Moloch twisted reality to amplify his own voice. The time to conserve power was almost at an end. “As much as I appreciate being reminded how incredible I am, Athena, I assume you have a point?”
If the interruption bothered Athena, she didn’t show it beyond rolling her eyes. “I’m giving you a chance, Moloch. Surrender, and we will imprison you in the Labyrinth. You’ll live your life there, but you will not face Real Death, and you will have a domain to shape to a degree.”
Moloch burst out laughing, and with the twisted amplification, his cackles echoed horribly throughout the entirety of Elysian Rest. “You are giving me a chance, Pallas Athena? I have every advantage. I have an army remade to kill gods. I have monsters that would rip you shreds. I have your dear Eschaton’s sister,” and here Moloch gestured, and Isabel was drug over to him by her chains. Moloch ignored her protests and lifted her high so Athena could see. Uriel tensed. Don’t worry, Uriel. I won’t harm her. I remember our deal. They don’t know of it, however. “I have an angel on my side! You have a few gods and…nothing else.”
Ryan, Ishtar, and Anansi were cresting the hill to join Athena. They exchanged some quiet words, and Moloch tapped his foot, waiting for a response. His fingers twitched again. He could reach out right now, direct his full power at the cluster. They’d never see it coming, they’d never imagine it. You’d never see the look on their faces. The plan, Moloch, the plan.
Besides, what could they possibly do to him?
As if they had senses the thought, Athena turned back to him. “Iacta Alea est!” The die is cast. As a group, the five gods raised their hands and lowered them.
That’s when the explosions started. Over and over, explosions along the sides of the Elysian Rest. All around them, the walls of the Labrynth were wracked with staccato burst of detonations that shook the ground Moloch stood on. Moloch looked around, wildly. Dust was filling the space the explosions had occupied.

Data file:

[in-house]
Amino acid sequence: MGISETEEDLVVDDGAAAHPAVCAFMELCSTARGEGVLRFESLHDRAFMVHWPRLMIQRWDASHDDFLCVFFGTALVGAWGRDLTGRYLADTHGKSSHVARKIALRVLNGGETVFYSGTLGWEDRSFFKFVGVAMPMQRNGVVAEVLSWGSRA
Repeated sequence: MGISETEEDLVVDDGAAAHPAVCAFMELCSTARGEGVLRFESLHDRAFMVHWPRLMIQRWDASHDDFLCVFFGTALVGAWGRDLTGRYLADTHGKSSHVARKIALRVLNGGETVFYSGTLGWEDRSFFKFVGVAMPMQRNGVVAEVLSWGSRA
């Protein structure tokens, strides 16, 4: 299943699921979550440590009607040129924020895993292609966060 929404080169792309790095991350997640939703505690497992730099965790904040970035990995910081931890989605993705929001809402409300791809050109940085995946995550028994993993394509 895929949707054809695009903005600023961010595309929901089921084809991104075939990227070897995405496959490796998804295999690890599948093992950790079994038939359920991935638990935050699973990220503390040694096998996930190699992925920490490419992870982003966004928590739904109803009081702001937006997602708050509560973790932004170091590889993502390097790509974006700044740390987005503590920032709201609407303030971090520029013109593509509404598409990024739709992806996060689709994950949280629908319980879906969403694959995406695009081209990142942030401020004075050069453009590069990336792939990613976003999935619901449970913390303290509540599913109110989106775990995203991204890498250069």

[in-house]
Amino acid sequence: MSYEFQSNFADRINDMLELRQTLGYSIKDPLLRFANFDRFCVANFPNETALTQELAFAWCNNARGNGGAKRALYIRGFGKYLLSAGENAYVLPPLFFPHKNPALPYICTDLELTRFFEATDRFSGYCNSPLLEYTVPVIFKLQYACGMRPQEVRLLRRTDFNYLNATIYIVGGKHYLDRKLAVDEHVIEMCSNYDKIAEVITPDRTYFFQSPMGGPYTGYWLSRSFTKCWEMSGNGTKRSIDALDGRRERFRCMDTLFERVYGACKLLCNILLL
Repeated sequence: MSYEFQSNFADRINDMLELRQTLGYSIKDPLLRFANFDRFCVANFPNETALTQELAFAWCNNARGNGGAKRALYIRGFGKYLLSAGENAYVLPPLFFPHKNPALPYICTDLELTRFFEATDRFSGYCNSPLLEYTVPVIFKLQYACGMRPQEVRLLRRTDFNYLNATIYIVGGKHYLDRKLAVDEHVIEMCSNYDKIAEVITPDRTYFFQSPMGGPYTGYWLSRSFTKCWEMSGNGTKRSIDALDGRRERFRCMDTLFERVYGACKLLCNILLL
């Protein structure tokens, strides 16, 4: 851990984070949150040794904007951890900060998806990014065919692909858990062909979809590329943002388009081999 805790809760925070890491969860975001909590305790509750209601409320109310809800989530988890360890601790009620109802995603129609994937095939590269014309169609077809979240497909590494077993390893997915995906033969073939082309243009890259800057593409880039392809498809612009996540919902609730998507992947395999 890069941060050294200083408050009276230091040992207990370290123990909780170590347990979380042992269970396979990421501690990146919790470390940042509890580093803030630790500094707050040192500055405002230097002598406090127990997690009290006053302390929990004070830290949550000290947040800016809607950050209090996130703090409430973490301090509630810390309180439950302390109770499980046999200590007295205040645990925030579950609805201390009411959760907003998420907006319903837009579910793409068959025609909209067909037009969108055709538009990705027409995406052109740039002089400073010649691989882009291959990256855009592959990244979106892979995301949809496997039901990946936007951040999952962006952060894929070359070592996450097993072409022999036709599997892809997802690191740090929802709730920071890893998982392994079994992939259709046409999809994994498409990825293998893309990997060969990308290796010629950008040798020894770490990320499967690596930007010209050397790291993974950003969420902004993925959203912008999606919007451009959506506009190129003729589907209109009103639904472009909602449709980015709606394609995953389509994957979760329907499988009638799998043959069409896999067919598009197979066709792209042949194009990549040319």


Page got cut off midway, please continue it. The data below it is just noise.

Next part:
And from behind the dust came dozens of roars. “What.” Moloch said. It wasn’t a question. He could tell exactly what was going on. He could already see the first creature emerge from the smoke and dust, a trio of Chimeras bellowing from all three heads. They were followed by a hydra, growingly and hissing as it slithered free. Scylla, the creature that had blocked Odysseus from his return to Greece, was the first Moloch recognized, a massive woman that crawled across the landscape on tentacles that ended in ravenous wolf-jaws.
The first what didn’t seem enough. “What.” Moloch repeated. This wasn’t part of the plan. This wasn’t part of any plan! “This is madness,” Moloch shouted across the pass at Athena.
She didn’t answer. She and her companions were already charging, trying to stay ahead of the wave of monsters they had unleashed.
In his grasp, Isabel stared laughing. “What is so funny?” Moloch growled. “What is so goddamned funny?”
“My brother…he used to play this nerd game with dice. And every time they were near the end of the game, people would…” She snorted and had needed a moment to collect herself. “would wonder what stupid-ass thing he was going to do next. No one could plan for it! Drove the head nerd, the DM, up the wall.” Isabel got her laughed under control and gave Moloch a defiant grin. “No one can plan for my brother.”
Moloch snarled at her and tossed Isabel aside, issuing orders to his troops. Isabel rolled with the throw as best she could, coming to a stop at Uriel’s feet.
Ryan, what the hell are you doing? Isabel wondered. Unleashing a ton of monsters was stupid. Or maybe it wasn’t. But Moloch had an army, Ryan had a mob. For all her bravado, she was not even remotely certain Ryan had any idea what was going on.
Isabel glanced at Moloch, making sure he was still focused on his army. He was out of sight. She reached down to her pocked as best as the chains allowed.
It was still there. Isabel glanced at Uriel, who nodded. Almost time, Isabel thought, her heart pounding. It’s almost time.
She just hoped that, if this was going to go badly, it would be enough to turn the tide.